Illinois · Newspaper clippings

Man kills wife and brother-in-law, dismembers and incinerates bodies, entombs heads in concrete, fakes own death

January 10, 1923
Aurora, Illinois
Warren Lincoln kills his wife Lina and her brother, Byron Shoup, dismembers their bodies, burns their headless corpses in a furnace (pictured), buries their heads in cement, and fakes his own death

Lincoln, after he was apprehended, claimed he found his wife nude in bed with her brother and in a fit of rage shot both to death before disposing of their bodies. Police highly this explanation, believing instead Lincoln killed the two to get access to Shoup’s estate.

Regardless of the reasoning, Lincoln disposed of the bodies to hide the evidence of the murder, sealing the heads in a block of concrete which was then used as a support for his porch. He claimed he burned the headless remains in his greenhouse furnace but then also admitted he may not have. It was speculated he may have hidden additional body parts in the various concrete blocks on his property, but no further evidence of the bodies, either cremated remains or encased limbs, were discovered.

After the murder, the Chicago Daily Tribune (Jan. 27, 1924) reported Lincoln faked his own murder in hopes that he could both vanish into thin air and that police would look for two living suspects away from his home. Lincoln kept this ruse for a year before returning. He wove a story involving kidnapping and a drug ring but in actuality he had run out of money.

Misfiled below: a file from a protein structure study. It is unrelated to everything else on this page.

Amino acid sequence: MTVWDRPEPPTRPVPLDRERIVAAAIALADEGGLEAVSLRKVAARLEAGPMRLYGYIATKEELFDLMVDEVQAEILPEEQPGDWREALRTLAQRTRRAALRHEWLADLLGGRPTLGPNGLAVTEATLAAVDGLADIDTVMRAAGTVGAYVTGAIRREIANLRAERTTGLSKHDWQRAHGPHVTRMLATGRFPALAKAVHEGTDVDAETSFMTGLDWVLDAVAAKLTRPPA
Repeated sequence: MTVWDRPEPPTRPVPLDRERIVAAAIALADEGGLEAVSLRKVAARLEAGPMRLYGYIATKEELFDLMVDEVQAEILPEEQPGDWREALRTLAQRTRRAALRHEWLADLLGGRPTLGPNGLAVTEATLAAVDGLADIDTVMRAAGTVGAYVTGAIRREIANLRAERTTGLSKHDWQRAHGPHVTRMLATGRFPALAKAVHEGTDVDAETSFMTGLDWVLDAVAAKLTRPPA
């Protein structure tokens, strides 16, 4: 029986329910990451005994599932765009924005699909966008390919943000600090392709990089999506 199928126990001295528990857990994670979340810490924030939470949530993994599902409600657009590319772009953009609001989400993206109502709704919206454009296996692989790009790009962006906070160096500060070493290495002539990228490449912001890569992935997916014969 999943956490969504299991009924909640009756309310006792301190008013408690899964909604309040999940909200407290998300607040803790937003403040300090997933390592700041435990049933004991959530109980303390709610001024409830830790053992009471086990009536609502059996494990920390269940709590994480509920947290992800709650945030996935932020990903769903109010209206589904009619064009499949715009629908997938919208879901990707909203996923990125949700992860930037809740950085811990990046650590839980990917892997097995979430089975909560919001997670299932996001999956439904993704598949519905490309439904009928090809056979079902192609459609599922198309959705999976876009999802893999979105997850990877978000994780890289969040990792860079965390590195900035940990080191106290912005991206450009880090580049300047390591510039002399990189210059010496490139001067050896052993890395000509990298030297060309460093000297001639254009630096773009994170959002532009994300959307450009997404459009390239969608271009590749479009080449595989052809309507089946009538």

When police became suspicious, Lincoln was questioned, and his lies began to unravel until he confessed to the murders and showed police proof in the form of the heads in cement. He was convicted and sentenced to life imprisonment, dying behind bars in 1941 at the age of 62.


The furnace used to destroy the headless bodies of Lincoln’s wife and brother-in-law.


Aurora Police Chief Frank Michels (second from left) and Warren Lincoln (third from left) next to the furnaces used to incinerate the bodies.


The Lincoln’s home (right) where the heads were used as a porch support and the greenhouse (left) where the bodies were burned.


From The Chicago Daily Tribune (Jan. 27, 1924) showing the cement block which housed the victims’ heads.

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